Click to Skip Ad
Closing in...

Guest Post: Hollywood's Dirty Little Secret

by Rachel Feldman
October 4, 2012 2:00 PM
  • |

Becoming a director is not an easy road for anyone, male or female. It’s a destination job with no prescribed ladder to climb and everyone arrives from his or her own, unique path – though it’s mostly white men who accomplish the journey.  If we ever hope to change the status quo, we must create dynamic programs that support diversity - not bogus, shadowing programs, but genuine job-creating mechanisms for accomplished, seasoned professionals.

Of course there are no simple answers and as in any movement, even the downtrodden don’t know the best way forward.  Many advocate political activism while others are fearful of creating an angry, negative impression.  But gaining the women’s vote, the labor movement and civil rights didn’t happen without a fight and if we women are ever going to make a change we have to be willing to make some noise.

Certainly, there are a handful of women directors who thrive at the highest level and at every mention of diversity their names are brandished like flags creating a false illusion of improvement. We applaud and celebrate these women but a few women who work again and again is not true forward momentum.

Years ago, during a heated industry meeting regarding the fight to increase employment for women directors, Victoria Hochberg, a life-long warrior in that cause, witnessed Mel Brooks stand up at a crucial moment to defend the women. “You are nit-picking and pettifogging these women into the shit house!” he said. With his words still resonating, the chairman banged his gavel and a vote was taken.  The women prevailed. After all, Mr. Brooks’ own wife, Anne Bancroft was a brilliant director herself and he knew first-hand the sweeping, nonsensical prejudice women directors face.

USC’s School of Cinematic Arts student body is currently half female and that’s thrilling but when these young women enter the work force they will not be walking onto a level playing field.  The only way this will change is if YOU make that change. Do it for your wives, daughters, friends and sisters. Do it because it’s right. The answer is simple - hire women directors.


Rachel Feldman is a DGA director, a WGA writer, an adjunct Professor in Directing at The USC School of Cinematic Arts MFA program, and co-chair of the Women’s Steering Committee of the Directors Guild of America. You can reach her at where she will be delighted to provide a customized list of directors to suit your needs.

  • |

More: Women Directors, Television, Sexism

Free Indie Movies and Documentaries    


  • Tye Lombardi | November 3, 2012 5:31 PMReply

    Wow! Thanks for the info about it ONLY ABC? Why not NBC or CBS or any other studio? What a great concept! Now if we could only level it for all women...not just directors. Writing and ADing and every other department could clearly benefit!

  • Jenn | October 25, 2012 6:15 AMReply

    My pick for the movie Fifty shades of Grey to Play Christian grey is Matt Bomer. You can find more information on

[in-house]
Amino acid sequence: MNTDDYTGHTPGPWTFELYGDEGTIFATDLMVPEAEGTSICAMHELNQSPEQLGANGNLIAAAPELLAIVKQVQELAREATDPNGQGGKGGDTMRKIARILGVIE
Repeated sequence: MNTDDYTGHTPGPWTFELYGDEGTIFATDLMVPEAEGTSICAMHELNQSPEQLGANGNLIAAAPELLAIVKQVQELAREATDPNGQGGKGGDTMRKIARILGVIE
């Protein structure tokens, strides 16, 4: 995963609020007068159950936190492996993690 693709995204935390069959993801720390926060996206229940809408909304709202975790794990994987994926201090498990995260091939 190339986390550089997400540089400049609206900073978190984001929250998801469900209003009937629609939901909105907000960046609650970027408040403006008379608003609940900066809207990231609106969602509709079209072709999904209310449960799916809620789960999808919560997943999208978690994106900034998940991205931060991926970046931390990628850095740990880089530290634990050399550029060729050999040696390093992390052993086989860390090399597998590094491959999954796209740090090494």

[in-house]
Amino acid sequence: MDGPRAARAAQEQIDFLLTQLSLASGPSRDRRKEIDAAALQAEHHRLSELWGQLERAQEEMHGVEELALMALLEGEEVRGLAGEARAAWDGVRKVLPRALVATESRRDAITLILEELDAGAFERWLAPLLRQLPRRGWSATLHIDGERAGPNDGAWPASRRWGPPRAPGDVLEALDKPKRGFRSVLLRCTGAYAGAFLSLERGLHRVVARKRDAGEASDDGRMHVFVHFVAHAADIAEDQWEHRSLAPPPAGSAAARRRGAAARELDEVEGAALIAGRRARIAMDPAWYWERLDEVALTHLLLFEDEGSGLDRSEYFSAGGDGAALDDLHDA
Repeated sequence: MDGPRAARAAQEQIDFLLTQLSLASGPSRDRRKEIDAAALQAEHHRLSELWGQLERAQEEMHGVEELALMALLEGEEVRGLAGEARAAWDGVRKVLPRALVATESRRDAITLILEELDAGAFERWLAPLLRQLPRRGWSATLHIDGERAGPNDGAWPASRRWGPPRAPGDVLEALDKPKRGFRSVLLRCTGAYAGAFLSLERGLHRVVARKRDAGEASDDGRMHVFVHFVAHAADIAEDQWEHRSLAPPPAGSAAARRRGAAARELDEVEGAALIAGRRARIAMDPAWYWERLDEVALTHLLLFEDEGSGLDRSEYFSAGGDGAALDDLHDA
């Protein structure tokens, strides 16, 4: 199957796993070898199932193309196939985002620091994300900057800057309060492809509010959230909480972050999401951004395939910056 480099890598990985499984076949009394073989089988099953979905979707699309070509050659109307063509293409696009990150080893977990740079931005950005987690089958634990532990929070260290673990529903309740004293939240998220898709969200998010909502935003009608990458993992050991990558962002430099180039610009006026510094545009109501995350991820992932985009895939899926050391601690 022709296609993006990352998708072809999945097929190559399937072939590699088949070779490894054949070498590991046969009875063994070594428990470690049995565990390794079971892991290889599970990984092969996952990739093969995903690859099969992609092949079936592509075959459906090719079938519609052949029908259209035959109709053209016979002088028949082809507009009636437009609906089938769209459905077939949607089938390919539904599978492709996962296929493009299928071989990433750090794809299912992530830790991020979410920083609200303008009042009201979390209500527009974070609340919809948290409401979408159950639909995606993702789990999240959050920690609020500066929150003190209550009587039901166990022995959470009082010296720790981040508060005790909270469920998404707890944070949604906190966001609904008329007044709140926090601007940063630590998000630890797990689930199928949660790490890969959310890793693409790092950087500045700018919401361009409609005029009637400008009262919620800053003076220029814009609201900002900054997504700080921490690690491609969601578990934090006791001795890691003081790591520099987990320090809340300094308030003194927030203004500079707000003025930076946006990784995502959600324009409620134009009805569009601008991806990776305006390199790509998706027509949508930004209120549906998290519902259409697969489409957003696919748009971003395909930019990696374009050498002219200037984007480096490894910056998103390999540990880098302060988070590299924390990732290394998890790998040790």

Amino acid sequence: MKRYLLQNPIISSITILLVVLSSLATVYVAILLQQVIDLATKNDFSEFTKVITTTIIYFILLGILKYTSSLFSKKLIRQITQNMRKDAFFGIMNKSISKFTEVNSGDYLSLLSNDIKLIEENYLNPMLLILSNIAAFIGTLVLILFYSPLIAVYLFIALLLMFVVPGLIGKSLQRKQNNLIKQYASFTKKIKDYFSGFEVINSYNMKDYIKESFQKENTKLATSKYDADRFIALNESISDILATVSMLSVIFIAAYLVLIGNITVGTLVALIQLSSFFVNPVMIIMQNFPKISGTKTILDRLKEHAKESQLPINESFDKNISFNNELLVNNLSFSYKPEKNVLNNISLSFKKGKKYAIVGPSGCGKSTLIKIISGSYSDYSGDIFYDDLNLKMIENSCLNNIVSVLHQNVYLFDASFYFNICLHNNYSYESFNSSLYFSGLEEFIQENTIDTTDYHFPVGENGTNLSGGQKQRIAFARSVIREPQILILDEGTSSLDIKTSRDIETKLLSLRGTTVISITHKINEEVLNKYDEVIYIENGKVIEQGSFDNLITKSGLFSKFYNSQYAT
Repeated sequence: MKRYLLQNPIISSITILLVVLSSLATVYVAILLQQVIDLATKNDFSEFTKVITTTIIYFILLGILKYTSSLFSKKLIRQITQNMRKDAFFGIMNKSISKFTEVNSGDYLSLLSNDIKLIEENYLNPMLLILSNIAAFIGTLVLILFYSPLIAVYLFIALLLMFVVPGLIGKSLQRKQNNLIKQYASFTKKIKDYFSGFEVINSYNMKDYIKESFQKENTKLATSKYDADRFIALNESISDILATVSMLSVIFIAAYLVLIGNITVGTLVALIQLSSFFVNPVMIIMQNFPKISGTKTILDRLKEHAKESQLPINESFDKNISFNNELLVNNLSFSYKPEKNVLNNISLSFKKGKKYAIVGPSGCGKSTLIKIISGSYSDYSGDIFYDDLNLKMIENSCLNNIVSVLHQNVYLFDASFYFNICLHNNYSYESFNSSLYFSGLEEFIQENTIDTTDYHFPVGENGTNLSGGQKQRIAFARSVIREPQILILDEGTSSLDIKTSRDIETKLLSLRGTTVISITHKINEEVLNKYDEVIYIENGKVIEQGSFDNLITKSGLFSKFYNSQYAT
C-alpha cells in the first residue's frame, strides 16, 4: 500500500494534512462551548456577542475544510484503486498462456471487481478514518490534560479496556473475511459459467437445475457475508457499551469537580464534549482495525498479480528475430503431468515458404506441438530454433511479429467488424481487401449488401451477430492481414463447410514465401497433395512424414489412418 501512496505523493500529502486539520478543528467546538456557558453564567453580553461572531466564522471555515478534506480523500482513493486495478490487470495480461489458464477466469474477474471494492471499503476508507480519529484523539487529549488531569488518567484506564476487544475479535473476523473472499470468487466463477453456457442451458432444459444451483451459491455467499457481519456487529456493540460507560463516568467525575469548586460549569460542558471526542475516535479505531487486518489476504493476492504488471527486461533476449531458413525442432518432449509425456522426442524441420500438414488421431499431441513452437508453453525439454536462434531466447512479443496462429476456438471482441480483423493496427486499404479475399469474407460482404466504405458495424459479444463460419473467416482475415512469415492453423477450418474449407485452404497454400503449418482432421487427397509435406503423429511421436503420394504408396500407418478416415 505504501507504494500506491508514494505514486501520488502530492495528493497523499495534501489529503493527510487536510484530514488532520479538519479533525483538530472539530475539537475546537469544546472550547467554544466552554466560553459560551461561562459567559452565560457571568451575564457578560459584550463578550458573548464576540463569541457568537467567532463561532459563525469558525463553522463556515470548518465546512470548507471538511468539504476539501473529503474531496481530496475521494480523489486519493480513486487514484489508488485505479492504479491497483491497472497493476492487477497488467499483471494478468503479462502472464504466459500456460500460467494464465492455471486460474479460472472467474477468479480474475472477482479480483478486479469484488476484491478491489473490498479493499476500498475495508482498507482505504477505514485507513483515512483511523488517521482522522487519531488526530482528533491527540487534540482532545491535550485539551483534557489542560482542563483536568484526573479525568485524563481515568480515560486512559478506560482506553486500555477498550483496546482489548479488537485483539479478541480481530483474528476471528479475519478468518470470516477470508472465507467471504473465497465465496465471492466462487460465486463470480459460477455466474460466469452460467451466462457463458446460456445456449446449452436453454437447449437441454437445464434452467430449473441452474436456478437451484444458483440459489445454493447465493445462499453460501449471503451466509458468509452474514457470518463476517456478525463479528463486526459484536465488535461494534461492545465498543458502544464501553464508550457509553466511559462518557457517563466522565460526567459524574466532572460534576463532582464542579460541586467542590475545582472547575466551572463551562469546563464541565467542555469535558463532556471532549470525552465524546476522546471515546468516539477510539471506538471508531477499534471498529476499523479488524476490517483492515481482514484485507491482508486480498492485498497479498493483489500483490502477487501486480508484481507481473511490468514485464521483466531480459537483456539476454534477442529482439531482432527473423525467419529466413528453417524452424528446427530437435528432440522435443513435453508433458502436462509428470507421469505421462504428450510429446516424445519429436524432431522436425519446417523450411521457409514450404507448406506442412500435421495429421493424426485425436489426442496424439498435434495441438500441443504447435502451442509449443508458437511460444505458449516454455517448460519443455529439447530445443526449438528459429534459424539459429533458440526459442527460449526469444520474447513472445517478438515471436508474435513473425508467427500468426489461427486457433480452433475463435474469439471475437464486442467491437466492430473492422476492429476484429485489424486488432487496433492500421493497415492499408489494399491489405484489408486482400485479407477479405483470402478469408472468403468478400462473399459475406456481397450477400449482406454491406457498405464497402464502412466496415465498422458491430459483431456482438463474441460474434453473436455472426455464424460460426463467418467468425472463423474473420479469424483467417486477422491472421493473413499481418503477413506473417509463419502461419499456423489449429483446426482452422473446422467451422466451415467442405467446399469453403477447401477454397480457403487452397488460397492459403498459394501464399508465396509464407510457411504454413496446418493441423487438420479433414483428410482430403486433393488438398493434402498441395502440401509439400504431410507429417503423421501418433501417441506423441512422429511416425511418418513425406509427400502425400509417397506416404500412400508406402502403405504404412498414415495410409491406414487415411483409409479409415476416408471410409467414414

• Liz Rizzo | October 8, 2012 10:38 PMReply

    Wow, I would have thought that would be a more effective incentive. How interesting. Thanks for the response!

  • Liz Rizzo | October 8, 2012 10:09 AMReply

    Has the DGA considered a program that would allow television programs to hire one or two first-time television directors each season at below DGA minimum? Seems like that would create a financial incentive to take risks?

  • rachel | October 8, 2012 12:33 PM

    Hey Liz, actually the DGA has an agreement with ABC called BREAKAGE where they cover the entire cost of the director, as long as he or she (all diversity) have not directed there in over 2 years, or something along that time line. The issue is, it's not enough of an incentive and the network, studios and the DGA themselves don't promote it or push it enough. It's just not enough. Thanks for responding!

  • Maria Giese | October 5, 2012 2:32 PMReply

    This is such an important piece on what is right at the heart of the striking under-representation of women directors in Hollywood. Thanks for publishing it, IndieWire!

  • Vickie | October 5, 2012 12:25 PMReply

    Love this post -- especially the part about the realities of the "industry pipeline" and the dire necessity of creating "genuine job-creating mechanisms" vs. "bogus, shadowing programs." It's a relief to see that leaders at places like USC are talking about these issues publicly, along with possible solutions. It makes it all a bit easier to swallow knowing that there is someone up there who cares enough to speak up...

  • Linn | October 5, 2012 10:57 AMReply

    Ms. Feldman, great post. Thank you for the "keep on keeping on."

Email Updates

Most "Liked"

  • Top Designers Refused to Make Melissa ...
  • Guest Post: Going Back to School with ...
  • Infographic: Women Directors in the ...
  • Male Privilege Watch: Man With No Directing ...
  • Meet Outlander, the Anti-Game of Th ...
  • 8 Queer Women Films to Watch in 201 ...